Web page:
Maronite Synod 2004
(N.B. These texts ARE the final draft)
Text1 The Church of Hope
1. Synodal work, that is, working together, exchanging opinions, and arriving at encompassing thought and common decisions that can be adhered to by all, has been the core of the Church’s life ever since its inception. This affirms the statement that: “The Church does not operate except through Synods.”
Thus, the present Patriarchal Synod became another one of the turning points in the history of our Church and her life, a history in which many Synods have been convoked—the most famous of which was the Synod of 1736. Before familiarizing yourself with the texts being presented to you in this book, dear reader, we must review the stages over which the works of this Synod have traversed so that you may enter into the core of the synodal thinking and outcome, and, in turn, contribute to its success.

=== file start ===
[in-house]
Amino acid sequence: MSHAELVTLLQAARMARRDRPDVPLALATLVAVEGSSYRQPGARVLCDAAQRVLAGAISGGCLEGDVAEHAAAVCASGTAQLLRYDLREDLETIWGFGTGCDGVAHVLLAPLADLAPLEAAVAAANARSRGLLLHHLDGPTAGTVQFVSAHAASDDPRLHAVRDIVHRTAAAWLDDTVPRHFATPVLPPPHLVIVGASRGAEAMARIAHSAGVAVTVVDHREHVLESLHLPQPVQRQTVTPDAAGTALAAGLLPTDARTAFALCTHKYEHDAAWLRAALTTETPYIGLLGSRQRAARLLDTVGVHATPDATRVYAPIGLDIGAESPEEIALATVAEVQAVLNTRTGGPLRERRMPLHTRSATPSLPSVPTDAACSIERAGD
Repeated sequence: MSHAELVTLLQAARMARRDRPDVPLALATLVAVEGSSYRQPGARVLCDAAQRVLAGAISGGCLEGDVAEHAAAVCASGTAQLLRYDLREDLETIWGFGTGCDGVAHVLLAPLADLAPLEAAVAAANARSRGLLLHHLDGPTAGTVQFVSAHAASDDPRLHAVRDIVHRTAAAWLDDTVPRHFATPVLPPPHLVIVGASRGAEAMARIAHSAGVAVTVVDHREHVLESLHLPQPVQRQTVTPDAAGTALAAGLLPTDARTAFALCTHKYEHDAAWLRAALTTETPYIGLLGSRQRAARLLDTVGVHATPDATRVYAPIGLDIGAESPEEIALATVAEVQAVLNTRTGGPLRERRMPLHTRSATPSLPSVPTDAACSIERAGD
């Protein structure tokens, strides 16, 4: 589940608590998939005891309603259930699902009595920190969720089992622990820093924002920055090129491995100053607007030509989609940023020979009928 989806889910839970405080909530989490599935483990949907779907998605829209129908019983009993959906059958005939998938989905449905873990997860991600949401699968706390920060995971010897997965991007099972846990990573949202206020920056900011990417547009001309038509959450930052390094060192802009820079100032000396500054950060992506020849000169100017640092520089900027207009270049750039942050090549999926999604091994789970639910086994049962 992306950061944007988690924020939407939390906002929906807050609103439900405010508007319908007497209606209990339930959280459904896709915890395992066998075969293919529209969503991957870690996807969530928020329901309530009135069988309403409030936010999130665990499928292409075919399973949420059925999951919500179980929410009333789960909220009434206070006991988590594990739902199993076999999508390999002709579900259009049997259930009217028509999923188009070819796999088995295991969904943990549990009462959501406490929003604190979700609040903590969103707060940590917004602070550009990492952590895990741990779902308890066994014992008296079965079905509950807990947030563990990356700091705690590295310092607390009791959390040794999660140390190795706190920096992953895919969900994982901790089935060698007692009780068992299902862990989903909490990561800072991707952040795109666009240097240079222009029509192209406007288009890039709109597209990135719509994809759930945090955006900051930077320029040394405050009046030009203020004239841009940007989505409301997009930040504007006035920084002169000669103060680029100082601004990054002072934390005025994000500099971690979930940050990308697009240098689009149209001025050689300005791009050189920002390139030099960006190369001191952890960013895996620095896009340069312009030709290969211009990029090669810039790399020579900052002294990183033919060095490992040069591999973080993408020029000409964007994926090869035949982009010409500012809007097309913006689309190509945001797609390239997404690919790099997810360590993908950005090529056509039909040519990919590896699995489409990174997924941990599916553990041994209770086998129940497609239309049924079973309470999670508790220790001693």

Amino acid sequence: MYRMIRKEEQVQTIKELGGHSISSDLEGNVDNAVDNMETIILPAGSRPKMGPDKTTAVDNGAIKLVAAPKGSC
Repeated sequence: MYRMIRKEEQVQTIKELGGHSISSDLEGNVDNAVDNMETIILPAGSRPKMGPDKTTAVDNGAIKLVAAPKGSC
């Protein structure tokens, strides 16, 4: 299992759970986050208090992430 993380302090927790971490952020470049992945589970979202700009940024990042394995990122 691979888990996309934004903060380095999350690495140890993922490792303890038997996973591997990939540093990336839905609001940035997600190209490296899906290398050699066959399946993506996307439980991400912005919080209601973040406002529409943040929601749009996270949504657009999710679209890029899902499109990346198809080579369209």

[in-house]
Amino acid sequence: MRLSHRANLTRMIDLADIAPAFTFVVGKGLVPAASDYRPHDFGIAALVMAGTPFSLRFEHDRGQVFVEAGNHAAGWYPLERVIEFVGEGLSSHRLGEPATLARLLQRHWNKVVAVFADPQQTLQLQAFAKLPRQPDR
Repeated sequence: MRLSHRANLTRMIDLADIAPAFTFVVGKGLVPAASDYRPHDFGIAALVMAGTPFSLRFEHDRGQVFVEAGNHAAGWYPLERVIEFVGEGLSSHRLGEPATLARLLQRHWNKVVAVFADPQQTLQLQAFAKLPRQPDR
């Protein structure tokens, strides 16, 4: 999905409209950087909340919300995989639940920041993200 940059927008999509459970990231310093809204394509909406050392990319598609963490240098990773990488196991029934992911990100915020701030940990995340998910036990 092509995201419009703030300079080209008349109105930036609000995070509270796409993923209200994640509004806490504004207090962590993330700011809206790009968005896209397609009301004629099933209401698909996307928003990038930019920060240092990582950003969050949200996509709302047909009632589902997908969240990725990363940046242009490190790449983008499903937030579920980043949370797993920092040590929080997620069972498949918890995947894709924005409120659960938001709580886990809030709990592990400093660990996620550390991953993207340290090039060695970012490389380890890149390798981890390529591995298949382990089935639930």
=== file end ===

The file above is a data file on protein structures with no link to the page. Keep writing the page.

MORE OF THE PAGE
First: The Method of Drafting the Texts and the Stages of the Texts’ Production
2. The subjects of the Synod were specified after a wide range of consultations took place in 1985. These consultations involved participation by the faithful from all groups and standings. The consultations were approved by the Synod of Bishops who charged a committee of some of its members to establish a Secretariat General and to amass around that entity an expanded committee that would accompany its activities. The Secretariat General commissioned subcommittees, one for each subject, which would be charged with preparing the texts in their preliminary form. The texts were then to be submitted to the Synod of Bishops to approve their passage from the preliminary phase to the preparatory phase.